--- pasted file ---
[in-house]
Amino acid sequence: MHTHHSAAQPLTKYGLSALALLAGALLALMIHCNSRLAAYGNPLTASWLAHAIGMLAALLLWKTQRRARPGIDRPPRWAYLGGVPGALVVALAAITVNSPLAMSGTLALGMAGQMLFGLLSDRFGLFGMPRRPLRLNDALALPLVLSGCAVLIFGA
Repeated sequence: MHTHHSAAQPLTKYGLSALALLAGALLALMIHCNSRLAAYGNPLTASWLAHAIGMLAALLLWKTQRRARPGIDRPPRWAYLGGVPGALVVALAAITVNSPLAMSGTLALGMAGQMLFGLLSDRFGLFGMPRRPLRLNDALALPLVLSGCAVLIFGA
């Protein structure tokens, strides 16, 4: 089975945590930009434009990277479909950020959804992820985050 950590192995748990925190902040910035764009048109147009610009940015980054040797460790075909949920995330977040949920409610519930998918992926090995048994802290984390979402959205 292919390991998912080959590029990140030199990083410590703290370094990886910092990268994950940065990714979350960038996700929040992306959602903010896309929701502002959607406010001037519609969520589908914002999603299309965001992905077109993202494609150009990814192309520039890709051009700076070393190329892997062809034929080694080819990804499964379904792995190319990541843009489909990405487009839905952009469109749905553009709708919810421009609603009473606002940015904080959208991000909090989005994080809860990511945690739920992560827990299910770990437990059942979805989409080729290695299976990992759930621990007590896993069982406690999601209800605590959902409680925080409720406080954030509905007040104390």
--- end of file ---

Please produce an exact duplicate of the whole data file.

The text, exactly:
[in-house]
Amino acid sequence: MHTHHSAAQPLTKYGLSALALLAGALLALMIHCNSRLAAYGNPLTASWLAHAIGMLAALLLWKTQRRARPGIDRPPRWAYLGGVPGALVVALAAITVNSPLAMSGTLALGMAGQMLFGLLSDRFGLFGMPRRPLRLNDALALPLVLSGCAVLIFGA
Repeated sequence: MHTHHSAAQPLTKYGLSALALLAGALLALMIHCNSRLAAYGNPLTASWLAHAIGMLAALLLWKTQRRARPGIDRPPRWAYLGGVPGALVVALAAITVNSPLAMSGTLALGMAGQMLFGLLSDRFGLFGMPRRPLRLNDALALPLVLSGCAVLIFGA
């Protein structure tokens, strides 16, 4: 089975945590930009434009990277479909950020959804992820985050 950590192995748990925190902040910035764009048109147009610009940015980054040797460790075909949920995330977040949920409610519930998918992926090995048994802290984390979402959205 292919390991998912080959590029990140030199990083410590703290370094990886910092990268994950940065990714979350960038996700929040992306959602903010896309929701502002959607406010001037519609969520589908914002999603299309965001992905077109993202494609150009990814192309520039890709051009700076070393190329892997062809034929080694080819990804499964379904792995190319990541843009489909990405487009839905952009469109749905553009709708919810421009609603009473606002940015904080959208991000909090989005994080809860990511945690739920992560827990299910770990437990059942979805989409080729290695299976990992759930621990007590896993069982406690999601209800605590959902409680925080409720406080954030509905007040104390």